Current Oxford MBA student Nidhi Thachankary gives her perspective on the Skoll World Forum seminar session ‘Unleashing Girls’ Power’.
If I had to pick one thing to work toward for the rest of my life, it would be to ensure that every child, both girl and boy has the access, means and support to pursue ‘quality’ education right from primary and secondary to higher education.
This conviction, this belief if you will, that an educated human being holds the key to tackling our worlds most severe challenges is inherited from the strongest woman I know, my mother. She believes that fame, health, wealth, can all disappear in a day; that your education is the only thing no can ever take away from you and that it gives you the power to design your destiny. As Jacqueline Novogratz encouraged us to do in the opening plenary, I reflect on the beliefs I have inherited and this is one I carry forward with me.
I have been in Oxford for eight months now. I have attended many talks on the state and future of education and I have two disheartening observations. One that the focus seems to be only on primary education and two, that enrollment in school was translated to mean children are learning.
Mabel van Oranje of Girls Not Brides have an introduction to the session that had me thinking ‘finally’! She began by saying that while the Millennium Development Goals were focused on early education for girls, there was a hole in the middle and we just picked them up again when they were 18 years old. The focus of the panel would be to have a conversation around why this was and how to ensure the Sustainable Development Goals would include the adolescent girl. And what an amazing panel – Lucy Lake, Memory Banda, Rebecca Winthrop and the incomparable Graça Machel.
The session began with Memory Banda of Girls Empowerment Network sharing the story of her sister who was married and pregnant at the age of 11. This was the story of many of the girls Memory grew up with and yet as Mabel reflected, Memory had escaped this fate, attended college and now works with the Girls Empowerment Network and speaks at the Skoll Word Forum. Was it luck or determination? Born and raised in India where as reported by UNICEF, 18% of 20-24 year olds are married by 15 and 47% by 18, how was I doing an MBA at Oxford and attending the Skoll World Forum? I believe that luck and where you are born should play no part in your access to education or the age at which you are married. This is however not today’s reality.
So how do we support the adolescent girl? How do we take luck out of the equation?
Graça Machel (international advocate for women’s and children’s rights, former freedom fighter and first Education Minister of Mozambique) said it perfectly, ‘’It is not the responsibility of just human rights activists, it is the family, the community, the school and the traditional and religious leaders that need to take combined action to support girls and allow her to make choices.”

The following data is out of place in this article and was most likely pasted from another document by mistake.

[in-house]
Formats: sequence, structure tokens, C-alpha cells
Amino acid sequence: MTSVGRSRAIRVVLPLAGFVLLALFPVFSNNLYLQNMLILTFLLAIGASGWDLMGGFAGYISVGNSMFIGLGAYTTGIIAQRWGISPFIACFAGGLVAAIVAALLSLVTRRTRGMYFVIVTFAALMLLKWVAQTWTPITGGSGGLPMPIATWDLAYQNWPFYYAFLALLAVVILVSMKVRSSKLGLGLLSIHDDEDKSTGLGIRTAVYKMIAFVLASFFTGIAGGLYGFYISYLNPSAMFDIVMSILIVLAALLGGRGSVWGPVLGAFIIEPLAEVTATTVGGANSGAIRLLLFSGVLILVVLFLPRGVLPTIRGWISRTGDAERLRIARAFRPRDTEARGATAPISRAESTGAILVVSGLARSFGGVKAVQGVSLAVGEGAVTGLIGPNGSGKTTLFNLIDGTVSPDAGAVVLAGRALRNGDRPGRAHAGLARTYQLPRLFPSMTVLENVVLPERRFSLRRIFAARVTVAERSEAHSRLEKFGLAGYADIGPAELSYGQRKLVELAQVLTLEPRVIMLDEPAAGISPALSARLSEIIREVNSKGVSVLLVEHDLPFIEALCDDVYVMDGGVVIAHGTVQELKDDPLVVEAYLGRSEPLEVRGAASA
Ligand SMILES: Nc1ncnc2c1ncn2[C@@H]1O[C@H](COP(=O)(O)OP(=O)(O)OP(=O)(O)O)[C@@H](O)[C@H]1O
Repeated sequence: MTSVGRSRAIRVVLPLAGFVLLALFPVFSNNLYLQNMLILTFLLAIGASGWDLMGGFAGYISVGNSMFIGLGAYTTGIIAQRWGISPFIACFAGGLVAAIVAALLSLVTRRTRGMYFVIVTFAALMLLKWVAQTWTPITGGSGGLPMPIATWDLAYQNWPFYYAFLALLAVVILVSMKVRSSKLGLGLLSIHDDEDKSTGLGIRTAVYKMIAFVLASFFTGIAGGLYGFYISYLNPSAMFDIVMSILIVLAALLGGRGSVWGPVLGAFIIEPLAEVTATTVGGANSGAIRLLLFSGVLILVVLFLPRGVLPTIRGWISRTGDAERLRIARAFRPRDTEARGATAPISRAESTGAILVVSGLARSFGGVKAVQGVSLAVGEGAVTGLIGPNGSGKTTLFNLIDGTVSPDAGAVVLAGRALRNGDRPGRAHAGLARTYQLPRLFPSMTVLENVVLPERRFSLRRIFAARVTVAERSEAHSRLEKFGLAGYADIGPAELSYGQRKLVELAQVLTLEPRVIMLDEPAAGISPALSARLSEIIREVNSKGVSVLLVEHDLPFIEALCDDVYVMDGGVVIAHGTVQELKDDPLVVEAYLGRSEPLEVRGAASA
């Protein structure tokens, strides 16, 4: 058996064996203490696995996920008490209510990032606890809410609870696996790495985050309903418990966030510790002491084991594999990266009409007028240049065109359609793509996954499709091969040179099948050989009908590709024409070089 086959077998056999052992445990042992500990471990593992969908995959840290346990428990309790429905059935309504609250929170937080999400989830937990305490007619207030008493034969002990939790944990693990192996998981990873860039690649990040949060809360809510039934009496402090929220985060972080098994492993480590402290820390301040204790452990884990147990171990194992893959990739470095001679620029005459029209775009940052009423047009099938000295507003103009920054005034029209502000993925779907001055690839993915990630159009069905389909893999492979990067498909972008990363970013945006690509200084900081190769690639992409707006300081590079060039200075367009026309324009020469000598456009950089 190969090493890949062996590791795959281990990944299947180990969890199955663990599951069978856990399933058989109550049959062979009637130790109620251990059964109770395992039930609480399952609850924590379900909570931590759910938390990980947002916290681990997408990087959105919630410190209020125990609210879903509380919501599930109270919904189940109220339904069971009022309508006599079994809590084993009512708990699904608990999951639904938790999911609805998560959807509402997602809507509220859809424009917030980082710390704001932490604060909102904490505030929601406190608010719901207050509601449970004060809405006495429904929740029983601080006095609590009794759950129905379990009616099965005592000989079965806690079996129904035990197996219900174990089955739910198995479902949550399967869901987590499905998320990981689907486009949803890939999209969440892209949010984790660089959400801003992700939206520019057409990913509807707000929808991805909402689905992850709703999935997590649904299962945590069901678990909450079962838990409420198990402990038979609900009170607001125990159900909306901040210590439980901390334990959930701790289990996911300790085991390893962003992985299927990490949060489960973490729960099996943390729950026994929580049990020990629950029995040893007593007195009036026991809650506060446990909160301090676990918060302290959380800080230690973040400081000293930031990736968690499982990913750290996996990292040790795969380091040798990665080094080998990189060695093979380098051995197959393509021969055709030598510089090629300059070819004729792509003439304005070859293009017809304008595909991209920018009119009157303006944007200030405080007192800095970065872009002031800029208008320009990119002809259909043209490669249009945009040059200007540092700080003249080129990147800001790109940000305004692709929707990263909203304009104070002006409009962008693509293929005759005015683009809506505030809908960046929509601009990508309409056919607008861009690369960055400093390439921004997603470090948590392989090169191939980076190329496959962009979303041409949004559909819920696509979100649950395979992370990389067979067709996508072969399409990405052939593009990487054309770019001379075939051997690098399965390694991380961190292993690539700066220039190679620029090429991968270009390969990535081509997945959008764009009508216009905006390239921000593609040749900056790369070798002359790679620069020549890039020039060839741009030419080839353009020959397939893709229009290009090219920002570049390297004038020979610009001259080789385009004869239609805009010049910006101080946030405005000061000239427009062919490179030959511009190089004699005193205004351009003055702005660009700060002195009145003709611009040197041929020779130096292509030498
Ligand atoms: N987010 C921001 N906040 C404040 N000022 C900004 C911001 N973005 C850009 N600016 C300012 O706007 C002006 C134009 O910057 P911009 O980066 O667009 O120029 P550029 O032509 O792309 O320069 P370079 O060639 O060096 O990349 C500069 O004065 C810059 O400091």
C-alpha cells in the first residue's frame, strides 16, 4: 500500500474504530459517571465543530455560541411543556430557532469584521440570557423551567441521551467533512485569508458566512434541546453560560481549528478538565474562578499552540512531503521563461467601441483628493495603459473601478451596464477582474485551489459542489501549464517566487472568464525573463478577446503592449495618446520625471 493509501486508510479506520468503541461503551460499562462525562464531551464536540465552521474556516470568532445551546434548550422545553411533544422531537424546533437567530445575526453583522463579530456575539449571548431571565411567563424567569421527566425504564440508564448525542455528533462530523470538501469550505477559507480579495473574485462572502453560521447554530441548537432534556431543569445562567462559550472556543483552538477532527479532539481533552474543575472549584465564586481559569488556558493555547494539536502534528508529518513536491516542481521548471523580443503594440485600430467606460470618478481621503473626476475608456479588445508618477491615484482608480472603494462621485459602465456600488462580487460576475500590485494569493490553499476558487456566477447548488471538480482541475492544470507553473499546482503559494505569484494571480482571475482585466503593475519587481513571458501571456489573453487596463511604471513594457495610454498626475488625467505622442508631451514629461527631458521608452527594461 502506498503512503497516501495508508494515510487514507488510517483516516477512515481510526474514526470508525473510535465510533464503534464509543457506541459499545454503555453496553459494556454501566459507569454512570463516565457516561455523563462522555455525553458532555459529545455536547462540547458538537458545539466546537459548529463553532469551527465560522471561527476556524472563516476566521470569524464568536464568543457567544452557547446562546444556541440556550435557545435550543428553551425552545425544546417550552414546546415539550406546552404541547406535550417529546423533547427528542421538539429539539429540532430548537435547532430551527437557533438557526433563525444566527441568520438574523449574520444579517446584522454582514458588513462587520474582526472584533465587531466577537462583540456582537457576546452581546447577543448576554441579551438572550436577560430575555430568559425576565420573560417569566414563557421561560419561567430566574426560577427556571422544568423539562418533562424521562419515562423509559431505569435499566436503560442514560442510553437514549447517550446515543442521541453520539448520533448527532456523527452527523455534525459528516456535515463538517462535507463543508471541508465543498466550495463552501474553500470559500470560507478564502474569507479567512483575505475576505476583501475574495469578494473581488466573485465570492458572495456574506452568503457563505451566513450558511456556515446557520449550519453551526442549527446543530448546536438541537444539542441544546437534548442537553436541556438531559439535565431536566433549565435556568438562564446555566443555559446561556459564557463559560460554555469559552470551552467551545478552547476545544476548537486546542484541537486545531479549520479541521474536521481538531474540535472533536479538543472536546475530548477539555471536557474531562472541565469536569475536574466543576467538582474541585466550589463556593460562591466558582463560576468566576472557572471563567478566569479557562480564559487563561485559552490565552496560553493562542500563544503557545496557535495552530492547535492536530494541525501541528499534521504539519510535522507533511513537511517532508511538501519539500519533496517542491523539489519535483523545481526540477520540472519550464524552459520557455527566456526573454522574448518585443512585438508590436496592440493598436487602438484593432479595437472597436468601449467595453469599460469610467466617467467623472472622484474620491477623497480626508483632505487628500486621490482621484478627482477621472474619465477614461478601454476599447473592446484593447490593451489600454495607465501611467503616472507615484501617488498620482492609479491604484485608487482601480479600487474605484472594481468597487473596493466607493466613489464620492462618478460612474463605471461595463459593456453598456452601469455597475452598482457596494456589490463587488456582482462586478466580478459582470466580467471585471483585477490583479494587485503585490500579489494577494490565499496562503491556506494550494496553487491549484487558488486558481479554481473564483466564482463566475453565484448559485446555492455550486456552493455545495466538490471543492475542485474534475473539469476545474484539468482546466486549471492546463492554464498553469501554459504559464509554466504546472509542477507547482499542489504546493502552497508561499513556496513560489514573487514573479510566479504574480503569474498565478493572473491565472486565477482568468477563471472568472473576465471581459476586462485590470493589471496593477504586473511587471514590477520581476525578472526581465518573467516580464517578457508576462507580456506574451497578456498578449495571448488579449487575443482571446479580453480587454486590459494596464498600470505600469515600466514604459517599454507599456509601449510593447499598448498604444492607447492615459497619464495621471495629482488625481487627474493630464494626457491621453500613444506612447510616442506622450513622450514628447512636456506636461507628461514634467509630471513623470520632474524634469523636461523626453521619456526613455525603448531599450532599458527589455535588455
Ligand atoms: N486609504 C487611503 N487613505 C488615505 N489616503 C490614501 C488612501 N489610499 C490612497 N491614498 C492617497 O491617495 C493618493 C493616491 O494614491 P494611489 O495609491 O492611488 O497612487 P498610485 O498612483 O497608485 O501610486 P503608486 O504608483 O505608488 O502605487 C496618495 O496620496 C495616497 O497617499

Lucy Lake, CEO of CAMFED talked about what supporting girls meant for them. First, ensuring girls finished secondary school (a shift from the prevalent focus only on primary education), second that they achieved pass rates 10% over the national average (a move toward the quality of education and not just enrolment) and third the delay in age of marriage and motherhood. She went on to say that, ‘girls education sits at the intersection of power, money and sex’ and talked about the importance of understanding these fundamental dynamics that render girls vulnerable. To support girls all three needs to be addressed together.
The shift in the global conversation around girl’s education is heartening. A new, shared vision is emerging around not only enrolling girls in secondary education, but also retaining them till they finish and a focus on the quality of education. New data shows that it’s not the years of schooling but the quality of education that makes the difference.
Rebecca Winthrop of the Center for Universal Education summarised the five issues that the global community is coming around to build a shared agenda for girl’s education.
Access – get girls into schools and retain them through secondary schooling.
Safety – on the way to school and when they’re at school.
Quality Learning – for the whole education system, to make sure girls and boys master the basics and graduate with the skills they need.
Transitions – into the labour market. Several countries have high graduation rates for girls but they are unable to make the transition into the labour market.
How to get achieve the top four goals – by supporting girls education leaders especially in developing countries who have local contextualised solutions to the problems girls face.
My favourite part of the session is something Rebecca said. Beyond the numbers, the ripple effect and the ROI, invest in girls because it helps the girl, just like you would invest in boys because it helps the boy.